Where is the voice of Canada in this world crisis?  Where is the policy statement by the Government of Canada addressing the totality of nuclear weapons, the paramount security issue in the world?  Is there not a two-class standard in criticizing Iran for enriching uranium while remaining silent on the U.K. Government’s decision to extend its Trident nuclear system well into the second half of the 21st century?
            The moral, legal and military case against nuclear weapons is better understood than ever before.  The intellectual argument – that nuclear weapons are needed for security – is now largely rejected by most states as baseless.
Nuclear weapons opponents recently gained surprising support when four prominent American figures, Henry Kissinger, George Shultz, William Perry and Sam Nunn, who have all held high posts in the U.S. Administration and Congress, came out for the abolition of nuclear weapons.  In an op-ed article in the Wall Street Journal, they warned, “The world is now on the precipice of a new and dangerous nuclear era.”  Their article, calling for a series of action steps, was in vivid contrast to the negativity displayed by the Bush Administration.  Of 31 votable nuclear disarmament resolutions at the U.N. Disarmament Committee in 2006, the U.S. cast the sole no vote 12 times.  Altogether, the U.S. was in a minority of four or less 20 times.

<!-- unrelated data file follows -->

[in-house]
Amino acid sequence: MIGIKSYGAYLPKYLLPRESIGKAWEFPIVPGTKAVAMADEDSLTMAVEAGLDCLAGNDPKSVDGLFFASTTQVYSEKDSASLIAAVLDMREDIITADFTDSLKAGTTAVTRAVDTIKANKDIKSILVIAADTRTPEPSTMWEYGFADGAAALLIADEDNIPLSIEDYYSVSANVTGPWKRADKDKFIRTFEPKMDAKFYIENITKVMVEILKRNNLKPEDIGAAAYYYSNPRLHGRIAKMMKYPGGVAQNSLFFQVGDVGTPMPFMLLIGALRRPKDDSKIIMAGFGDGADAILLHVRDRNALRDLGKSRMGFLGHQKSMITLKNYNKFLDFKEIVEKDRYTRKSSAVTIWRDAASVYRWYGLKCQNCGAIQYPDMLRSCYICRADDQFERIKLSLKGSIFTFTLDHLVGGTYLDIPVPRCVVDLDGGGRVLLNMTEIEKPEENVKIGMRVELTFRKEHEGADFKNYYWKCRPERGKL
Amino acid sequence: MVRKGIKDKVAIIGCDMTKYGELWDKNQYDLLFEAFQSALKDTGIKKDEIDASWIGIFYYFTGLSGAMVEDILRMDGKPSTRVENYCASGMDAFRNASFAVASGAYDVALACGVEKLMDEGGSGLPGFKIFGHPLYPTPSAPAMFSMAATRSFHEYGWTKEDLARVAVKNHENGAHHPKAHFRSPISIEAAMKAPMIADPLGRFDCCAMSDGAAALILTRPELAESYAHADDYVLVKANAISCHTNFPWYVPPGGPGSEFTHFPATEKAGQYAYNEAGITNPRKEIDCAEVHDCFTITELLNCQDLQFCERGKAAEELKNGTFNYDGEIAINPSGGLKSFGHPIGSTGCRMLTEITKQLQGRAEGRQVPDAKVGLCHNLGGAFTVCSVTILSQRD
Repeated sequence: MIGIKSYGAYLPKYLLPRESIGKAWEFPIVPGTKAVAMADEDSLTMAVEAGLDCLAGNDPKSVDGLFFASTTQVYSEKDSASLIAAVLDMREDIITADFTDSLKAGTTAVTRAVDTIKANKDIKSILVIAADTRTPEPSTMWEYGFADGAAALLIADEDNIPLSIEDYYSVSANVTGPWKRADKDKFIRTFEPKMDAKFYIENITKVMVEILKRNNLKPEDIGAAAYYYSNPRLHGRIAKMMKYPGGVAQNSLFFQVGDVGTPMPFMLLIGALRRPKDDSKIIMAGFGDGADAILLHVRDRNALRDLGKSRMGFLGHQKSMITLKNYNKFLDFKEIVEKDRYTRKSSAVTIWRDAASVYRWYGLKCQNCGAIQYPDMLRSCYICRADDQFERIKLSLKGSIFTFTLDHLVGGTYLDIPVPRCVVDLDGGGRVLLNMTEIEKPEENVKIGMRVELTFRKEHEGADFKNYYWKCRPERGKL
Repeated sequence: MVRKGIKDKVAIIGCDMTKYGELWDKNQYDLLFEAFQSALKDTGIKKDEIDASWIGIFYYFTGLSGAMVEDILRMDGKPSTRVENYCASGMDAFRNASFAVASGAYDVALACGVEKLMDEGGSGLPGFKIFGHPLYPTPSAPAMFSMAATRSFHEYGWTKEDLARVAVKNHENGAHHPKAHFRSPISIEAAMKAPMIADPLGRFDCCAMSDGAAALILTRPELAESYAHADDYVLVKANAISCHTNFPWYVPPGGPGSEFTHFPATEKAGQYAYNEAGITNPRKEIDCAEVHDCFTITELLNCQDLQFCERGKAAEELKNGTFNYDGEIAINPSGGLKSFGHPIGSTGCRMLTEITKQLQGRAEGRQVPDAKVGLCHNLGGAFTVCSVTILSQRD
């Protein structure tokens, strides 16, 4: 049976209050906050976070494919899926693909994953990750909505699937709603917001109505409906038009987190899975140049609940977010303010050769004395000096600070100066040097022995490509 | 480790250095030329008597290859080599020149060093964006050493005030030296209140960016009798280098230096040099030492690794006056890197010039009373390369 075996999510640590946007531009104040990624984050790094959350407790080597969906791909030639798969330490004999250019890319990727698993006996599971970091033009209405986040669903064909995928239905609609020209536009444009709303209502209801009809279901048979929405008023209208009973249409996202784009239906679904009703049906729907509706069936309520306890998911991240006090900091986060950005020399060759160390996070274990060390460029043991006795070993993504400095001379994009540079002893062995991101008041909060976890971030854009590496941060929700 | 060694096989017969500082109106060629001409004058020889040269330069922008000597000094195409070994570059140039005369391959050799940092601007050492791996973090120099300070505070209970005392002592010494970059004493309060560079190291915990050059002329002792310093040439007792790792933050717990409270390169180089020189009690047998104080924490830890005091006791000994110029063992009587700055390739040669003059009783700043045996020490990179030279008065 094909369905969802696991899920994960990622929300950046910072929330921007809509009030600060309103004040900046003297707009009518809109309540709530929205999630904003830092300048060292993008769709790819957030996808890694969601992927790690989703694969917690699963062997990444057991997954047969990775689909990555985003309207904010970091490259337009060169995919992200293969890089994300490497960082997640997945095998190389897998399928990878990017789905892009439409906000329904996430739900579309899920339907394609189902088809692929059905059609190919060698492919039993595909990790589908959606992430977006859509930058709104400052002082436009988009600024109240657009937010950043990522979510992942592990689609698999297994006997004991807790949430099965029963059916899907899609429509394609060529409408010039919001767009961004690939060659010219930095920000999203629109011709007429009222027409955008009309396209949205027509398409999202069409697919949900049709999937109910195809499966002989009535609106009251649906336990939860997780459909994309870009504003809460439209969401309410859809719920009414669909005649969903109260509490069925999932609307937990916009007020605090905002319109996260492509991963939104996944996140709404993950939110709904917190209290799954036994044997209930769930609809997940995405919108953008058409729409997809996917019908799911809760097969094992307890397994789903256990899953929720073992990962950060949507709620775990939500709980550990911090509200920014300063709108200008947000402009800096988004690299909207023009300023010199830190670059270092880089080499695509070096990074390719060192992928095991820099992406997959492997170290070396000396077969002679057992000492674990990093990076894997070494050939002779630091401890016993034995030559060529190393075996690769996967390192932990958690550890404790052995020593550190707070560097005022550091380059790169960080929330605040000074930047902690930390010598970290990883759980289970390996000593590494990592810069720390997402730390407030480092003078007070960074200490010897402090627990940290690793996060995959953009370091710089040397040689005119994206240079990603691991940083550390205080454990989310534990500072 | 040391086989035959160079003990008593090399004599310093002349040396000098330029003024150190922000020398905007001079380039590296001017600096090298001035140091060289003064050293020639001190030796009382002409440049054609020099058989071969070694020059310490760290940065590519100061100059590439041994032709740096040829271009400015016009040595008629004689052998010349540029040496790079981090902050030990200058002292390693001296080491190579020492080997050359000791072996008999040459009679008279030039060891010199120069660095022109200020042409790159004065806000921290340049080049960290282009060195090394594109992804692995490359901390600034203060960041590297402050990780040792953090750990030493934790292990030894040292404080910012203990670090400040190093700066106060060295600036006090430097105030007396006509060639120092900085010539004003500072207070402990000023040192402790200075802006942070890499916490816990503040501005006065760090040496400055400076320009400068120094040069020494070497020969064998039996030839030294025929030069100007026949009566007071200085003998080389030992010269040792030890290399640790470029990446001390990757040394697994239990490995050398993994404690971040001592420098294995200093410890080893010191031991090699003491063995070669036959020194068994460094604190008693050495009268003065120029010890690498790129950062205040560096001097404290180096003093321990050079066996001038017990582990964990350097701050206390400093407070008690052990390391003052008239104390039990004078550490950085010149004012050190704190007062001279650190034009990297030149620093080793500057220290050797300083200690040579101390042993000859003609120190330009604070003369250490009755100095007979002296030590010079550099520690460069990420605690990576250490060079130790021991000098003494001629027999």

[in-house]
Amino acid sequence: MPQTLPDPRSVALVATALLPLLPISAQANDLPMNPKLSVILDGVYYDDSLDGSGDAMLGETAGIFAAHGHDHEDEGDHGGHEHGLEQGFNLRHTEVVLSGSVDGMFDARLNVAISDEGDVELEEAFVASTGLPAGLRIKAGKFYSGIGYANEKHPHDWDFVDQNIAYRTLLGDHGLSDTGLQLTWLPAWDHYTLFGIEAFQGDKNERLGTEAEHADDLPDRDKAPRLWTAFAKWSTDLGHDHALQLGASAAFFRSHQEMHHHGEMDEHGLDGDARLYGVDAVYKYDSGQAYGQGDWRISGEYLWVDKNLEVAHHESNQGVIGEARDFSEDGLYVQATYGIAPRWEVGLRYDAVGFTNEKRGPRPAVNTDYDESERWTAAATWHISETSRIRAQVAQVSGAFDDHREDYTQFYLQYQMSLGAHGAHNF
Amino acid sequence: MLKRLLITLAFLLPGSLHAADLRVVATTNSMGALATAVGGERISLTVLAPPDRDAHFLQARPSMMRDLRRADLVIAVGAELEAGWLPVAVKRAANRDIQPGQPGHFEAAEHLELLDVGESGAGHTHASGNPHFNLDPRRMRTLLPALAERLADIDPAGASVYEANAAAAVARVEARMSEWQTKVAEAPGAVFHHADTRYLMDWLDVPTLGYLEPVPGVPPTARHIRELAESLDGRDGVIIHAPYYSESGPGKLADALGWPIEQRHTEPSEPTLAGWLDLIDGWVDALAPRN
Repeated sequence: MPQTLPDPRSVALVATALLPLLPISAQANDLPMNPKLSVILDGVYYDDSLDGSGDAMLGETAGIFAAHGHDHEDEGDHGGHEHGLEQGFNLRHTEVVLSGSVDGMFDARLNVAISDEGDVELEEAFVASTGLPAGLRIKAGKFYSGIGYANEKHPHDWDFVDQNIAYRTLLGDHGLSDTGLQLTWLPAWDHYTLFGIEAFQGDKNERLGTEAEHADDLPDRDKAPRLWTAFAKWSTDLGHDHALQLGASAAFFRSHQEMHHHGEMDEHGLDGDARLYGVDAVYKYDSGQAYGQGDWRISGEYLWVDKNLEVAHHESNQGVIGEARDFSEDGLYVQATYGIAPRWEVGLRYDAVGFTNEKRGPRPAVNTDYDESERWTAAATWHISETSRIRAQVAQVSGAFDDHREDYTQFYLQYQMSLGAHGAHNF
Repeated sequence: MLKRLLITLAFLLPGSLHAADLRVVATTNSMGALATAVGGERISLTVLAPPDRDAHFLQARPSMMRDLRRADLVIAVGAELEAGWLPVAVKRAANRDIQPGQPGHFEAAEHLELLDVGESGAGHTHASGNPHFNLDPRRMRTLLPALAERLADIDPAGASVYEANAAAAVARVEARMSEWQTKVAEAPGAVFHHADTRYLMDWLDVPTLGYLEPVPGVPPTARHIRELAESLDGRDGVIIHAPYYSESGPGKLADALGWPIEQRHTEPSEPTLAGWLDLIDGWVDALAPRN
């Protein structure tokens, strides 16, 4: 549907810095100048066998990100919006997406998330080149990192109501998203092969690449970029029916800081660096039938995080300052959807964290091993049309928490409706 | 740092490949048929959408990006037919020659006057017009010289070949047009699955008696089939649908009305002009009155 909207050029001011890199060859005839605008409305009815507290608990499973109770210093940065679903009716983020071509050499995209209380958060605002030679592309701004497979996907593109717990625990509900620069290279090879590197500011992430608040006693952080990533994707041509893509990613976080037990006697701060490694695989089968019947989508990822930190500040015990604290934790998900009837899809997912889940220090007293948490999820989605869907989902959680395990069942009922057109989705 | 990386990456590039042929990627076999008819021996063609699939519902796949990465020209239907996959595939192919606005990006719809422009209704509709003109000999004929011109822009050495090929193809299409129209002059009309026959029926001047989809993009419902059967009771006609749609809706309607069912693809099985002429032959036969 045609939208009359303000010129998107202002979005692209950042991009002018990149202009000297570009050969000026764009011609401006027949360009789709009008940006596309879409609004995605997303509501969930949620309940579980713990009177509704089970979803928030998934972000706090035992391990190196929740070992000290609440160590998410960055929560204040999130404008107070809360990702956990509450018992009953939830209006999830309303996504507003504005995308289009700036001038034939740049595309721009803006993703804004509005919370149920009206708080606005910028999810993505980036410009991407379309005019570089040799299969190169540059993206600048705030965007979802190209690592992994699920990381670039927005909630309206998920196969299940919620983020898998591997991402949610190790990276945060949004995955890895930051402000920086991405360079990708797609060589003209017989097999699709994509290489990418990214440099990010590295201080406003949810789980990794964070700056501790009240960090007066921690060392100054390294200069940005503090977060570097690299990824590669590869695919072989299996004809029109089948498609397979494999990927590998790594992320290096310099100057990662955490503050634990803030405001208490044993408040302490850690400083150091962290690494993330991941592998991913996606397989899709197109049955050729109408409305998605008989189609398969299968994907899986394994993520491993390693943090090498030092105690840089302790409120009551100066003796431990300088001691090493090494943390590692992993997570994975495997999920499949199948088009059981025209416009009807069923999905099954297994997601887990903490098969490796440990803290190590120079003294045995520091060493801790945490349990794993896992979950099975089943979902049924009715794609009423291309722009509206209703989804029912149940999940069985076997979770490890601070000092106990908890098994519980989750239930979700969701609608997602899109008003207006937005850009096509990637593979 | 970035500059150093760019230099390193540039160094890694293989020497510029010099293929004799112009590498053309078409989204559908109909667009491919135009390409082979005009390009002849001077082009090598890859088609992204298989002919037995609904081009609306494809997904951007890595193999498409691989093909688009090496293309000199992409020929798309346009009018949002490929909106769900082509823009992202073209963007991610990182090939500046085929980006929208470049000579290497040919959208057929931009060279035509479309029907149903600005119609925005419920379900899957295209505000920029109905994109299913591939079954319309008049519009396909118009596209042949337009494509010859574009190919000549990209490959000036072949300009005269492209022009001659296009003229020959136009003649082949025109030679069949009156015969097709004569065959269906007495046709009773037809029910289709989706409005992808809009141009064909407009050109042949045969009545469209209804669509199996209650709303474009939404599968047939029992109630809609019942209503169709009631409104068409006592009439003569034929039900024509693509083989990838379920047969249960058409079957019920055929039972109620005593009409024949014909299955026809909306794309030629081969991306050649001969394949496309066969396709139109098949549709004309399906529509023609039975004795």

What is Canada doing to work with such like-minded states as the New Agenda Coalition (Brazil, Egypt, Ireland, Mexico, New Zealand, South Africa, Sweden) to influence the most powerful country in the world that its policies must be revised to save the Non-Proliferation Treaty in 2010?  What is Canada doing to press the U.S. to get its tactical nuclear weapons out of the European countries, Germany, Italy, the Netherlands, Belgium, and Turkey?              NATO’s continued insistence that nuclear weapons are “essential” flatly contradicts the NPT.  Canada cannot have it both ways:  to support elimination of nuclear weapons through the NPT, and also support NATO’s continued nuclear weapons.
            The Canadian government should show a greater sense of urgency in dealing with the over-arching problem of nuclear weapons.  This is the point made by Senator Romeo Dallaire who, on April 17, 2007, said:  “Why does Canada, as a middle power that does not have any nuclear weapons, not take [a] leadership role and initiate the process to abolish and eliminate these nuclear weapons?”  On May 3, he returned to the subject, stating:  “It is Canada's moral obligation to assume a proactive leadership role to save the Nuclear Non-Proliferation Treaty — our last best hope to stave off a frightening cascade of nuclear proliferation from which there can be no rescue.”
His motion, unanimously adopted by the Senate on May 3, urged “…the Government of Canada to take a global leadership role in the campaign of eradicating the dire threat to humanity posed by nuclear weapons.”  On July 5-7, 2007, the Middle Powers Initiative will join with the Pugwash movement and work with Senator Dallaire in sponsoring an international Extraordinary Workshop, “Revitalizing Nuclear Disarmament,” to observe the 50th anniversary of Pugwash.  This is a moment for Canada to step forward.